Quote from AERO website

Introduction to The Directory of Democratic Education
Dana Bennis & Isaac Graves

Democratic education begins with freedom and respect for young people. There has been a surge of interest in this education approach since the 1990s, leading to the creation of new democratic schools throughout the world. As of the publication of this directory, there are over 200 known democratic schools, resource centers, and programs located in 29 countries involving an estimated 15,000 students. These numbers will only increase as we progress further into the information age of the 21st century and beyond, as more and more people realize the deep significance of basing education on freedom, respect, and self-determination. This directory is an attempt to catalogue the schools, colleges, programs, cooperatives, resource centers, and organizations world-wide that are dedicated to the practice of democratic education.

What is democratic education?
The personalized and dynamic nature of democratic education makes it difficult to define. There is no “accepted” definition of what exactly democratic education means (and, in our opinion, we hope no authority ever presumes to claim an exact definition). However, it might help to provide a brief description of what it is not as well as varying perspectives on what it is. Democratic education, as we see it and in the context of this directory, does not refer to an authoritarian approach involving a hierarchical structure and pre-determined course-work designed to create “citizens of a democracy.” Such an interpretation is taken by, among others, University of Pennsylvania President Amy Gutmann in her book entitled Democratic Education (1999). While Gutmann uses the term “democratic education” to describe the end goal of a mostly pre-planned, authoritarian form of schooling, we believe that democracy and freedom ought to be both the end result of education as well as the means through which education takes place.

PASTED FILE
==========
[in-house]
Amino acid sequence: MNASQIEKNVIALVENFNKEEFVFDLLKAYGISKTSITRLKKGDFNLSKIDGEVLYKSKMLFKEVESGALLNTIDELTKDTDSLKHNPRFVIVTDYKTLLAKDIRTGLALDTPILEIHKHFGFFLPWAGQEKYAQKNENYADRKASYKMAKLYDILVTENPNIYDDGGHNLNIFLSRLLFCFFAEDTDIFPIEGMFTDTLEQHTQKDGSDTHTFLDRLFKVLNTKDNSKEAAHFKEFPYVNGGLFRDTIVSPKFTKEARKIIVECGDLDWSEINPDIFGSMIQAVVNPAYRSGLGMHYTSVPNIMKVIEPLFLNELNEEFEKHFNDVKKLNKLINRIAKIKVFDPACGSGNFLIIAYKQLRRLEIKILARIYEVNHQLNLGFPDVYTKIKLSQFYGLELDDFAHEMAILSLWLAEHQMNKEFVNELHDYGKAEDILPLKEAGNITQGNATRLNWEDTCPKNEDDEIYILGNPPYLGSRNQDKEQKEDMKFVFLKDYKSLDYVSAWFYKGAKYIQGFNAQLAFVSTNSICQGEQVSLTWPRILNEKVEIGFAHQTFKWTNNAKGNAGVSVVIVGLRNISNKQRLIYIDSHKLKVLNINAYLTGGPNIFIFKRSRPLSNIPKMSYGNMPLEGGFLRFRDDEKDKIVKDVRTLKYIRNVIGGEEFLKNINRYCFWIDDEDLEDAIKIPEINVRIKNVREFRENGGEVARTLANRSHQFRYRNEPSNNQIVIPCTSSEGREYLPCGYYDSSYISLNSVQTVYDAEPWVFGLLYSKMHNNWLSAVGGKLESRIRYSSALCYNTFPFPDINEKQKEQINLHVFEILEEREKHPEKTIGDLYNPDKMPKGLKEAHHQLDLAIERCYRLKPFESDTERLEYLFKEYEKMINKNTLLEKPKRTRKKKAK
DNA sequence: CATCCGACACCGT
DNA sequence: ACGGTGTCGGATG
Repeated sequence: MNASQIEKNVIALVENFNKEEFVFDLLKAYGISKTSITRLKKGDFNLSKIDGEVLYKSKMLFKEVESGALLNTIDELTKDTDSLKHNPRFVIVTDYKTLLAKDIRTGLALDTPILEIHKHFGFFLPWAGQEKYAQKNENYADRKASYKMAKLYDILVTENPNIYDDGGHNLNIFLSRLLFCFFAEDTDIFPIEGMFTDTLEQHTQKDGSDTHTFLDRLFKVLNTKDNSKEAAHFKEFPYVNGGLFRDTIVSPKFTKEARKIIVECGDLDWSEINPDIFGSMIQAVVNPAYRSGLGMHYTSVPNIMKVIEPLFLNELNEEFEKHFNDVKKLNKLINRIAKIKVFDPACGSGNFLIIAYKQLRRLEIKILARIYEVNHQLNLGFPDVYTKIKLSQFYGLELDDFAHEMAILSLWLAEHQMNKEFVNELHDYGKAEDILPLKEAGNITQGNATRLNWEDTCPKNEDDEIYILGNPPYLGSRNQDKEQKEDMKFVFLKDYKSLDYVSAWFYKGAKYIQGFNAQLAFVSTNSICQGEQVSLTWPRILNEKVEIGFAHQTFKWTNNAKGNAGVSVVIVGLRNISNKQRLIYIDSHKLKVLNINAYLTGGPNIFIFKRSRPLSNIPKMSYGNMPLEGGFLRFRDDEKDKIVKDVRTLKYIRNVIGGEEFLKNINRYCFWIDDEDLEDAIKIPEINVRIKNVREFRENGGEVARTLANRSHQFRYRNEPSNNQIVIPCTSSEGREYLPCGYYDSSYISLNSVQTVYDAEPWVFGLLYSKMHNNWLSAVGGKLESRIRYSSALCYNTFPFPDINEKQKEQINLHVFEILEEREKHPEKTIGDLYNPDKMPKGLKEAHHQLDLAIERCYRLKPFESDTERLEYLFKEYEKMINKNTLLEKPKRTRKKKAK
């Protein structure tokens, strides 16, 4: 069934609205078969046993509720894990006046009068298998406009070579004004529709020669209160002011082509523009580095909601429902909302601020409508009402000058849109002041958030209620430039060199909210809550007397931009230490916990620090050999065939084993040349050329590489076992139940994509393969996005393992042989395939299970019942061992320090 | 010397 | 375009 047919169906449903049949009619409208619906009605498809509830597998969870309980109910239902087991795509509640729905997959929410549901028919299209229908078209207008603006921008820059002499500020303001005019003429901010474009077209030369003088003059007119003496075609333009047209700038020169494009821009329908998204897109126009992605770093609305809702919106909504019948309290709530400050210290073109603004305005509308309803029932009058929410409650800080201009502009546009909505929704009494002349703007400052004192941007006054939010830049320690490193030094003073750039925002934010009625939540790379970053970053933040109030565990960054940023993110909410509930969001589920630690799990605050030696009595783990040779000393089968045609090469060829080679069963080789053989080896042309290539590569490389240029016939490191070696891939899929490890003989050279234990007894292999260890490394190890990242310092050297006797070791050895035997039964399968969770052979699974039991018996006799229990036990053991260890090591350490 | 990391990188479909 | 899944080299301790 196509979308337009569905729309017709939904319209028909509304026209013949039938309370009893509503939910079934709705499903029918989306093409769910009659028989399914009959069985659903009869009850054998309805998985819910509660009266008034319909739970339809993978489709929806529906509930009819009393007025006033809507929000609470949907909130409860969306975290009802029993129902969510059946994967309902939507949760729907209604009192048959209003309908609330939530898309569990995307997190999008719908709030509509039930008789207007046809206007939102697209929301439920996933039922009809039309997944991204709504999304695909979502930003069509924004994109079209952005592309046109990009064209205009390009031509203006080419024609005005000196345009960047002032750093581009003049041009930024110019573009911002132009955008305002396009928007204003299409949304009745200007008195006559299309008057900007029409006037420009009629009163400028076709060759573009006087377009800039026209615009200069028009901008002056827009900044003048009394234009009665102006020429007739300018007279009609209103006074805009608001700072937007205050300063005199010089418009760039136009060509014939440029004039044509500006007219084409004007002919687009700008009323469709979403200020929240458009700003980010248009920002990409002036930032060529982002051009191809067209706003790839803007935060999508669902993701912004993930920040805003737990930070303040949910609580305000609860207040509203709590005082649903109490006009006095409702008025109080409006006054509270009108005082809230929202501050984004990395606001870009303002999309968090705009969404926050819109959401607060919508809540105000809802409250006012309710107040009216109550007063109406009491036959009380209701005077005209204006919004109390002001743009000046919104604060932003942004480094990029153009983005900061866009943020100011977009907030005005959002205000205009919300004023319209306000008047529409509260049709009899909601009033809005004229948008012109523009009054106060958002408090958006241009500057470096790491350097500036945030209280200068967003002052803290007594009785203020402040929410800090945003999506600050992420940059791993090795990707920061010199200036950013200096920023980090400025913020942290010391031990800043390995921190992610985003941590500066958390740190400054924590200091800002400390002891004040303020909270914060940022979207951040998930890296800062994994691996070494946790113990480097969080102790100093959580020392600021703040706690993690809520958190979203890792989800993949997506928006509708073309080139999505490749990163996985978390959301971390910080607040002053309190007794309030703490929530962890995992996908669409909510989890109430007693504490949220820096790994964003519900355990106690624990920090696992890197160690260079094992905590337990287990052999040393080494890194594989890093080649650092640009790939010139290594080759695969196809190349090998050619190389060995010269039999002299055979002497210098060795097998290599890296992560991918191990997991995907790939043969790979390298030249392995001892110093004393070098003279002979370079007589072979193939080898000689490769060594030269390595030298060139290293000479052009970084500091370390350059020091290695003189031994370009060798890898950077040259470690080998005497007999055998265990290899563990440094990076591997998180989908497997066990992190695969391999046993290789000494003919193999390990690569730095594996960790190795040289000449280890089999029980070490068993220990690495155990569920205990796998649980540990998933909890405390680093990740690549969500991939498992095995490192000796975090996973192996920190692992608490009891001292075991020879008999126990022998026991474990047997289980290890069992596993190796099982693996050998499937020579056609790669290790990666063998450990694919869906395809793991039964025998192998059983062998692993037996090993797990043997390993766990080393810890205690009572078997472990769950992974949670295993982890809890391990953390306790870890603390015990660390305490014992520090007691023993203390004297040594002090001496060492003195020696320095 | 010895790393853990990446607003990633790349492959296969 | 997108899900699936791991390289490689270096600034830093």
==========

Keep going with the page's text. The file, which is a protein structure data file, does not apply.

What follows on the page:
What does this mean in practice? To start with the simplest description, the Israeli-based Institute for Democratic Education describes two core elements of a democratic school: “1. adhering to human rights within the school framework, and 2. operating school life on the basis of democratic procedures” (Institute for Democratic Education, 2006, 1). Describing these democratic procedures a little further, Sudbury Valley School, one of the oldest running democratic schools in the United States, mentions the following three characteristics: individual rights, political democracy, and equal opportunity (The Crisis in American Education, 1970). Matt Hern, director of the Purple Thistle Centre, an alternative to school project in Vancouver, British Columbia, described nine characteristics of democratic schools in his book Field Day: non-compulsory academics, democratic self-government, self-regulation, non-graded evaluations, non-compulsory attendance, focus on emotional/social development, non-hierarchy of activities, broad interpretations of learning, and the importance of play (pp. 177-178).

Every staff member, student, parent, and supporter of democratic education might have a different definition. For the purpose of clarifying the content of this directory, we offer an inexact synthesis of the varying descriptions for this approach:

Democratic education is an educational approach grounded in respect for human rights and a broad interpretation of learning, in which young people have the freedom to organize their daily activities, and in which there is equality and democratic decision-making among young people and adults.

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